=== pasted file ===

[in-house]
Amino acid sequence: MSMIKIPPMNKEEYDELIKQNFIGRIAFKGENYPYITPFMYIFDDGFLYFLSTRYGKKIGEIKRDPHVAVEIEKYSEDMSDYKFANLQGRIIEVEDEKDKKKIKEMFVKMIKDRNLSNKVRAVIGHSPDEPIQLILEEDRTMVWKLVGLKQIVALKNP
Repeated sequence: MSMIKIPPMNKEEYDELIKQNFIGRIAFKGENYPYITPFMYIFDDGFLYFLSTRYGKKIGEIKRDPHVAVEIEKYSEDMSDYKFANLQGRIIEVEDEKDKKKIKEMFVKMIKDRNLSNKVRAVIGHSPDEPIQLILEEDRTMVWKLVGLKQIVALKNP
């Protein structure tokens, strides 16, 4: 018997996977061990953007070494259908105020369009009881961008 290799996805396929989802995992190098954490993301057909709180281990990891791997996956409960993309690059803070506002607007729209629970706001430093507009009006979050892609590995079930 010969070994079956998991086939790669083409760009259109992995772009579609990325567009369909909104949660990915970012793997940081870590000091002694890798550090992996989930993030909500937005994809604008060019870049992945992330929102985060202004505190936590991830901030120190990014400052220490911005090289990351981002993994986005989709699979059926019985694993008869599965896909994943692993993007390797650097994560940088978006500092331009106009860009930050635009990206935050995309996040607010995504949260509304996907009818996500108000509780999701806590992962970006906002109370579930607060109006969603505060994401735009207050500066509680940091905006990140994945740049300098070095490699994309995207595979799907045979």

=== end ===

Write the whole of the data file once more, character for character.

[in-house]
Amino acid sequence: MSMIKIPPMNKEEYDELIKQNFIGRIAFKGENYPYITPFMYIFDDGFLYFLSTRYGKKIGEIKRDPHVAVEIEKYSEDMSDYKFANLQGRIIEVEDEKDKKKIKEMFVKMIKDRNLSNKVRAVIGHSPDEPIQLILEEDRTMVWKLVGLKQIVALKNP
Repeated sequence: MSMIKIPPMNKEEYDELIKQNFIGRIAFKGENYPYITPFMYIFDDGFLYFLSTRYGKKIGEIKRDPHVAVEIEKYSEDMSDYKFANLQGRIIEVEDEKDKKKIKEMFVKMIKDRNLSNKVRAVIGHSPDEPIQLILEEDRTMVWKLVGLKQIVALKNP
């Protein structure tokens, strides 16, 4: 018997996977061990953007070494259908105020369009009881961008 290799996805396929989802995992190098954490993301057909709180281990990891791997996956409960993309690059803070506002607007729209629970706001430093507009009006979050892609590995079930 010969070994079956998991086939790669083409760009259109992995772009579609990325567009369909909104949660990915970012793997940081870590000091002694890798550090992996989930993030909500937005994809604008060019870049992945992330929102985060202004505190936590991830901030120190990014400052220490911005090289990351981002993994986005989709699979059926019985694993008869599965896909994943692993993007390797650097994560940088978006500092331009106009860009930050635009990206935050995309996040607010995504949260509304996907009818996500108000509780999701806590992962970006906002109370579930607060109006969603505060994401735009207050500066509680940091905006990140994945740049300098070095490699994309995207595979799907045979």